|Born||July 16 1858|
|Died||May 12 1931 (aged 72)|
|Occupation(s)||Composer, conductor, pedagogue, violinist|
|Years active||ca. 1862–1931|
|Cincinnati Symphony Orchestra|
Antonio Testore 1740
Andrea Guarneri, filius Andrea 1720
Herkules Stradivarius 1734
Giuseppe Guarneri, del Gesù 1740
Ysaÿe Guadagnini 1754
Many important violinists of the twentieth century were greatly influenced by Ysaÿe's style, especially in playing the music of the Romantic era. A child prodigy, he became the master of the Franco-Belgian school of violin playing and played with Europe's leading orchestras. However, his playing career was shortened due to the effects of diabetes, particularly on his hands.
He served as music director of the Cincinnati Symphony Orchestra from 1918 to 1922 and had earlier been offered the position of music director by the New York Philharmonic. In addition to having a major international career as a soloist, Ysaÿe also was a distinguished teacher, conductor and composer.
- 1 Biography
- 2 Personal life
- 3 Legacy
- 4 Partial list of works
- 5 Complete Discography
- 6 References
- 7 External links
- 8 Credits
He died at 72 of the effects of diabetes, shortly after the premier of his only opera. His brother was pianist and composer Théo Ysaÿe (1865–1918).
Eugène-Auguste Ysaÿe came from a peasant background, although a large part of his family played musical instruments. Born in Liège, Belgium, Ysaÿe began violin lessons at the age of five with his father. He would later recognize his father's teaching being the crucial foundation of his knowledge on his instrument, although he went on to study with more reputable masters. At age seven he entered the Conservatoire at Liège, studying with Joseph Massart. Young Eugène also had to support his family by playing in two local orchestras, one conducted by his father. As a result, he was soon asked to leave the conservatory because of a lack of progress. He continued playing in these ensembles and to study by himself to expand his repertoire on the violin.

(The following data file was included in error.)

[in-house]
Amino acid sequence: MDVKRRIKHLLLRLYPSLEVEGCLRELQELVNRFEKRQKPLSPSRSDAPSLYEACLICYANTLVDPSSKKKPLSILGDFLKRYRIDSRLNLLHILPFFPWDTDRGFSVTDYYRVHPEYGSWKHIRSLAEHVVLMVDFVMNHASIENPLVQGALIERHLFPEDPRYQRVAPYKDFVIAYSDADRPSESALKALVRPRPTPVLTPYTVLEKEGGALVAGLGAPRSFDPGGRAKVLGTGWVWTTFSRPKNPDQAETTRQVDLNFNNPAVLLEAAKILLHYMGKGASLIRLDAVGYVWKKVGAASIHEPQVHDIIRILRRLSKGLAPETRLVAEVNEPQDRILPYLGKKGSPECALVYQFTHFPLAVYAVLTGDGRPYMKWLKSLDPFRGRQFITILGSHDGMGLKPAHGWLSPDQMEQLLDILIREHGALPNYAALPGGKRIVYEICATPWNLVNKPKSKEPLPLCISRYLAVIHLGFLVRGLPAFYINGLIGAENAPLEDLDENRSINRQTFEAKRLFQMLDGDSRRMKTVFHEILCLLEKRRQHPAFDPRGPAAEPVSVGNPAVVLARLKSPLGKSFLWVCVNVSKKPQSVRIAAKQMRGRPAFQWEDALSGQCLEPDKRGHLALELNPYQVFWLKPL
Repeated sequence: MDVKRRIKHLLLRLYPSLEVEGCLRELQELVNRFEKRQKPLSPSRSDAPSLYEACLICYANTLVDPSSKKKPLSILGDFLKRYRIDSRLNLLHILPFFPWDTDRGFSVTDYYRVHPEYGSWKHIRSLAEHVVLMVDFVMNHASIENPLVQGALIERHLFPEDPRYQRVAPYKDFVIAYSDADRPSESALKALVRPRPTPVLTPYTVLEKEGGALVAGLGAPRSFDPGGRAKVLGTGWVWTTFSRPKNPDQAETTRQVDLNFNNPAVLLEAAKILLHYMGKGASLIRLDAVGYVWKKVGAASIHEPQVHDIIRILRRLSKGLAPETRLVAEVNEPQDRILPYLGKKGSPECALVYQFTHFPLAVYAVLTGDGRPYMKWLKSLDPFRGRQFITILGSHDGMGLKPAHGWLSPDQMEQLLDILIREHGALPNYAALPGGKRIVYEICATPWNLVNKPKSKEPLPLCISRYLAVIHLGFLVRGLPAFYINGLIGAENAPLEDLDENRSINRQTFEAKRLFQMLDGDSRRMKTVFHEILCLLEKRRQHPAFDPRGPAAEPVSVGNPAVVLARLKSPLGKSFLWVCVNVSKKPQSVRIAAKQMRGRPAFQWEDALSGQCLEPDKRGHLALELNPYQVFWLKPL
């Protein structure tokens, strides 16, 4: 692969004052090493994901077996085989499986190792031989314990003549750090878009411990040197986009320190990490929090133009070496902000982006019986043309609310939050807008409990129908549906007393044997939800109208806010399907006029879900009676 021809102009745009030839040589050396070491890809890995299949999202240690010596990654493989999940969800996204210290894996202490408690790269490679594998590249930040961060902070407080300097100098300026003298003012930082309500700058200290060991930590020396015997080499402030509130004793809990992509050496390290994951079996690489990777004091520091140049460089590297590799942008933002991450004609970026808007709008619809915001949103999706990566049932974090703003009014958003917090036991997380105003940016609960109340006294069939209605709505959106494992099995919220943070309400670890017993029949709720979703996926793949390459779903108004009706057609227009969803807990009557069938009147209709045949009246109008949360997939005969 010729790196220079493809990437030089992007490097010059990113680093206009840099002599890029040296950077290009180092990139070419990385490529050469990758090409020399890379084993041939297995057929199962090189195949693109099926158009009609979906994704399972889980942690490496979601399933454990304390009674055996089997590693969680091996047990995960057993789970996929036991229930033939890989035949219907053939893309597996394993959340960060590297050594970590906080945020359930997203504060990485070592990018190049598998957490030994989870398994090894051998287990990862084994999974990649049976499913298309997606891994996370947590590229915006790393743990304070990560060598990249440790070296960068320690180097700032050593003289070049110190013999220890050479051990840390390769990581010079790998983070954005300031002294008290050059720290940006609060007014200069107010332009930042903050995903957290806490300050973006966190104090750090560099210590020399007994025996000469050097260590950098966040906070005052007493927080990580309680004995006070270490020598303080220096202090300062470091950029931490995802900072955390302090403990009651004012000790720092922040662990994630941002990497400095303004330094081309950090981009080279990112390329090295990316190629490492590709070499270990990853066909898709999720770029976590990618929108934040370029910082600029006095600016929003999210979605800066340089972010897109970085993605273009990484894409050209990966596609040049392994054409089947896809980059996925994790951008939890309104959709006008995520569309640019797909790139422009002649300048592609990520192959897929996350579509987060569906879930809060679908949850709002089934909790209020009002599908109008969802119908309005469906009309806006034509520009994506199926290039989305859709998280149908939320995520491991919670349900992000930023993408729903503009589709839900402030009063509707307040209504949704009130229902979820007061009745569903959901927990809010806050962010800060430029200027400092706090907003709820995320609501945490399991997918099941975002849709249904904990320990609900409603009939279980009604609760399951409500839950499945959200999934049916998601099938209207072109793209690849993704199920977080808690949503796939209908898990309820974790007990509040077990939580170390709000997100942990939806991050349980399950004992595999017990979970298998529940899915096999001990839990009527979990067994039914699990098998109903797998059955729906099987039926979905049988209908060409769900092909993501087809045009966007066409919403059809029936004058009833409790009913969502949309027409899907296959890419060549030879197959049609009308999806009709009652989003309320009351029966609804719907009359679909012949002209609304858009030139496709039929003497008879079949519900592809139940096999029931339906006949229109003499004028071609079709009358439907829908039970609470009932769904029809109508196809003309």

By the time he was 12, Ysaÿe's playing was highly accomplished. One day when he was practicing in a cellar, the legendary violinist Henri Vieuxtemps walked by on the street and was so impressed with the sound of his violin he took immediate interest in the boy. He arranged for Ysaÿe to be re-admitted to the conservatory, studying with Vieuxtemps's assistant, the noted violinist Henryk Wieniawski. Ysaÿe would later study with Vieuxtemps himself, with whom he developed an affectionate relationship of "master and disciple." In his last years, Vieuxtemps asked Ysaÿe to come to the countryside just to play for him.
Studying with these teachers meant that he was part of the so-called Franco-Belgian school of violin playing, which dates back to the development of the modern violin bow by François Tourte. Qualities of this "École" included elegance, a full tone, drawing a "long" bow with no jerks, precise left hand techniques, and using the whole forearm while keeping both the wrist and upper arm quiet—as opposed to the German school of wrist bowing and the Russian concept of using the whole arm.
Prime career years
After his graduation from the conservatoire, Ysaÿe became the principal violinist of the Benjamin Bilse beer-hall orchestra, which later developed into the Berlin Philharmonic. Many musicians of note came regularly to hear this orchestra and Ysaÿe in particular, including Joseph Joachim, Franz Liszt, Clara Schumann, and Anton Rubinstein, who asked that Ysaÿe be released from his contract to accompany him on tour.
When Ysaÿe was 27 he was recommended as a soloist for one of the Concerts Colonne in Paris, which was the start of his great success as a concert artist. The following year, Ysaÿe received a professorship at the Brussels Conservatoire in his native Belgium. This began his career as a teacher, which was to remain one of his main occupations throughout the rest of his life.